O(n) time, O(1) Space, no recurssion, simple buttom-up DP approach.

• Code Below Explanation.

We at least need 3 elements to start with. let's call them [a,b,c]. And let's assume it is an arithmetic. Now lets adds 1 element. If the new element also forms an arithmetic, then it adds 2 new arithmetics to the number of possible arithmetics: elements [a,b,c,d] and [b,c,d]. If we add yet another element that still forms an arithmetic with them now we have added 3 new arithmetics to total arithmetics [a,b,c,d,e], [b,c,d,e], and [c,d,e].

As a result, with addition of each new element to an arithmetic, that element is going to add N-2 new arithmetics to the previous ones, where N is the length of the current arithmetic including the new element. If the current arithmetic is broken then we have to wait until a new one is started and we can do the same with that.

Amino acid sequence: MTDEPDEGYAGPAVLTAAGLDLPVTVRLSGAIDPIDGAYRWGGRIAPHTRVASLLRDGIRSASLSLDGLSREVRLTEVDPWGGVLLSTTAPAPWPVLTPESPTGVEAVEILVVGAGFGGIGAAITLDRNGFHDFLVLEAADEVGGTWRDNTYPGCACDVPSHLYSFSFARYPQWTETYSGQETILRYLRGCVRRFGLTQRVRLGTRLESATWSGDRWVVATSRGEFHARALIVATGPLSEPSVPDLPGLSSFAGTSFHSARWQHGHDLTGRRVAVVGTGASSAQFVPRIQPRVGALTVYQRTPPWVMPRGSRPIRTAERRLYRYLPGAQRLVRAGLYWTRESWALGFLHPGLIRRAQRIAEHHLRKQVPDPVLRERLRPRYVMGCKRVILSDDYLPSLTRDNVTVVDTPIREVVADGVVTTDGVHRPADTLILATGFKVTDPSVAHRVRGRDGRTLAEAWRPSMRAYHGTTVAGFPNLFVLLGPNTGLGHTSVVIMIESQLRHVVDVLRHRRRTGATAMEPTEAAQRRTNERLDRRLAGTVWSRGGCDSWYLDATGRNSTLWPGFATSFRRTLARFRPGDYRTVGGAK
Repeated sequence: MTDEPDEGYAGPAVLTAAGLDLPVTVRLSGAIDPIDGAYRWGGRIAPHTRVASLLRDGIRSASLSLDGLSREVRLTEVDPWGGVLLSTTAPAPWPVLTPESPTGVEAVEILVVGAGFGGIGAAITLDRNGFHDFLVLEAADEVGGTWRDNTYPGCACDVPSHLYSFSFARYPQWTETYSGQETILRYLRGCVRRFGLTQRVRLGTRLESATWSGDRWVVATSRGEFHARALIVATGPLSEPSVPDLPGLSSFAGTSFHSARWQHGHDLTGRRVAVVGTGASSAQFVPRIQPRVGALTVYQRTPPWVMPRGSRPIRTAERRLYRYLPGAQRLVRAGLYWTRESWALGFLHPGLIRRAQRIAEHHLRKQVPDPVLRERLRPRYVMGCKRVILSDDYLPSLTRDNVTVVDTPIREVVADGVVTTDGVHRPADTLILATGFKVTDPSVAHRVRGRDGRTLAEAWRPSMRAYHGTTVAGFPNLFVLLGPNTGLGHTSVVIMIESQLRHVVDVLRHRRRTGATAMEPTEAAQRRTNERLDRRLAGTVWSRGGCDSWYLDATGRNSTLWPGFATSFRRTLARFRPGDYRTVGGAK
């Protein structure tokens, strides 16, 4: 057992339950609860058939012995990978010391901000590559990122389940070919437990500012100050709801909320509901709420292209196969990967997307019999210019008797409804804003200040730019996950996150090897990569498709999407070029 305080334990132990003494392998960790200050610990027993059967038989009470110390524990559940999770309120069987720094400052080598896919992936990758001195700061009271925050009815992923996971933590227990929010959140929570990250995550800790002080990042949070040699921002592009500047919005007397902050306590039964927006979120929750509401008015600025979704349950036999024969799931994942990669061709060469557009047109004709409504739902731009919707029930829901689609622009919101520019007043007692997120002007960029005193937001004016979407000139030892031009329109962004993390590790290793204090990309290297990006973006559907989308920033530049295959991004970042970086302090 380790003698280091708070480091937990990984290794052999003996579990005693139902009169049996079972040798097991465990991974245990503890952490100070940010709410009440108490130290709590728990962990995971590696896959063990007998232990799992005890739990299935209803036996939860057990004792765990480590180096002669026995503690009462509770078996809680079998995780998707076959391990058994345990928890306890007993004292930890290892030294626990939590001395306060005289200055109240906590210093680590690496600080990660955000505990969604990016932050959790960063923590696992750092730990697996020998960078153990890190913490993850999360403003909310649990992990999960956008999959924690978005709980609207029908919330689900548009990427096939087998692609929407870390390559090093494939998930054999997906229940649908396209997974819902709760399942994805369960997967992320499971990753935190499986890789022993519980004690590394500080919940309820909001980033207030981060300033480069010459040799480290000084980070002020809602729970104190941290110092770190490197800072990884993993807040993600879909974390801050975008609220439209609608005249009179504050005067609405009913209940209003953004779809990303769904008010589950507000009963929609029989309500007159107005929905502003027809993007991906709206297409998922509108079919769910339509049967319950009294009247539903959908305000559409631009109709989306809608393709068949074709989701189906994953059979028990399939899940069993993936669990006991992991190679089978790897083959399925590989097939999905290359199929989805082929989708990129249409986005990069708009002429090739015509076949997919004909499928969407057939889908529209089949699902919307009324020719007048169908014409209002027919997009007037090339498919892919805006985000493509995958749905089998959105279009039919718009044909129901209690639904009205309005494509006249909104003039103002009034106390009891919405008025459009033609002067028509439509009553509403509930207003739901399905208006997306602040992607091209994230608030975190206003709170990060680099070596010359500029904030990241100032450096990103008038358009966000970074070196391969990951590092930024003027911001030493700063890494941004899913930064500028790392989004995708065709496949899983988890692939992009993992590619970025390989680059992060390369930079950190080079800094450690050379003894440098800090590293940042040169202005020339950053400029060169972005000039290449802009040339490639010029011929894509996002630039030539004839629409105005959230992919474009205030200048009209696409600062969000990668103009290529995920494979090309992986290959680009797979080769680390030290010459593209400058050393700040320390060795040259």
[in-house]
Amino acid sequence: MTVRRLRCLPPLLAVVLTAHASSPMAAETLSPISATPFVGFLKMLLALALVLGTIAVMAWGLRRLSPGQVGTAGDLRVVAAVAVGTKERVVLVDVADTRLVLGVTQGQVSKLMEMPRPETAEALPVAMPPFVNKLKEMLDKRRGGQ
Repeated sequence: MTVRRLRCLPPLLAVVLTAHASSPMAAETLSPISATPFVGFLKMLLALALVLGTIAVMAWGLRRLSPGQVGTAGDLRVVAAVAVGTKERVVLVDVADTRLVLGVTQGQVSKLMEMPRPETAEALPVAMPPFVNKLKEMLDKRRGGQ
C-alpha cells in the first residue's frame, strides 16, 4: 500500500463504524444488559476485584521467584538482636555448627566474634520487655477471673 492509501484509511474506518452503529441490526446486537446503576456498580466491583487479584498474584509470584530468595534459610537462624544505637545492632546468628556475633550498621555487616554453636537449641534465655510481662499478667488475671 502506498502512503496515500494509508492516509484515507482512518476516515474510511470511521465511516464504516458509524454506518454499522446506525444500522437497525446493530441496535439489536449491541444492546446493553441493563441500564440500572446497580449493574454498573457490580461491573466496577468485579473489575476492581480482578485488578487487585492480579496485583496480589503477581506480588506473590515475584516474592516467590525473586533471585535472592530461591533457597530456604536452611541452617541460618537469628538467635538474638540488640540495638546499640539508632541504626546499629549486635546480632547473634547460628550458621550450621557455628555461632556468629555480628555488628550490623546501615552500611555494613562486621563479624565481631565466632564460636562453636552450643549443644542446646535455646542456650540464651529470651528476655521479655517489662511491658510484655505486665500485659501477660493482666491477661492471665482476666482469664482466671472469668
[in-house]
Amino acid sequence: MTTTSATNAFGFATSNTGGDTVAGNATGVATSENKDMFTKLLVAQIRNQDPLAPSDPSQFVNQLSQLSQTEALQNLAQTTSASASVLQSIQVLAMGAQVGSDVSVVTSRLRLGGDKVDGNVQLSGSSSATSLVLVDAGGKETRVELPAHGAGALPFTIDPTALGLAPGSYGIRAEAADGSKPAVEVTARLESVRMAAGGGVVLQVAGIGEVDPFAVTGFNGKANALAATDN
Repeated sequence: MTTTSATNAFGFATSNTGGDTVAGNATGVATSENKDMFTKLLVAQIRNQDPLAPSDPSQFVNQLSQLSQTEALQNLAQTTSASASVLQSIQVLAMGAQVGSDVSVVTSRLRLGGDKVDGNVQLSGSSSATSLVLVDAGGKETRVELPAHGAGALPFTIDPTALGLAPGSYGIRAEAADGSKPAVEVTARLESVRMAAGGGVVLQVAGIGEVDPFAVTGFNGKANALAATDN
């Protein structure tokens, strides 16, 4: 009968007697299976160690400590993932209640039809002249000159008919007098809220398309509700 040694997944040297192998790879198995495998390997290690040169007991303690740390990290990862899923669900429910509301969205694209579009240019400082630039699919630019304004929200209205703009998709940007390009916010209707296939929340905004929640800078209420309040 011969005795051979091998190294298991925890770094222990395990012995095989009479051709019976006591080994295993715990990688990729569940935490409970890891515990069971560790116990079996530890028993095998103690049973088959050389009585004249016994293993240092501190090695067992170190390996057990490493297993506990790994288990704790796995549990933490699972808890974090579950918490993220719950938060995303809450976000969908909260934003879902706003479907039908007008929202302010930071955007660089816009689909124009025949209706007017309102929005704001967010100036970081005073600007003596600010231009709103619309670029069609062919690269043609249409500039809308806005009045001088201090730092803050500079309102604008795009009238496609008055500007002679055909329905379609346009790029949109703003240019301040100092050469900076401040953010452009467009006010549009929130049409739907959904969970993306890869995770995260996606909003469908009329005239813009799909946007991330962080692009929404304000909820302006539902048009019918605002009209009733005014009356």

The following code keeps the N-2 (length of the arithmetic minus 2) in the variable "contribution".

``````class Solution {
public:
int numberOfArithmeticSlices(vector<int>& A) {

if (A.size() < 3)
return 0;

int count = 0, contribution = 0, dist = A[1] - A[0];

for (int i = 2; i < A.size(); ++i)
{
if (A[i] - A[i - 1] == dist)
{
++contribution;
count += contribution;
continue;
}

contribution = 0;
dist = A[i] - A[i - 1];
}

return count;
}
};
``````

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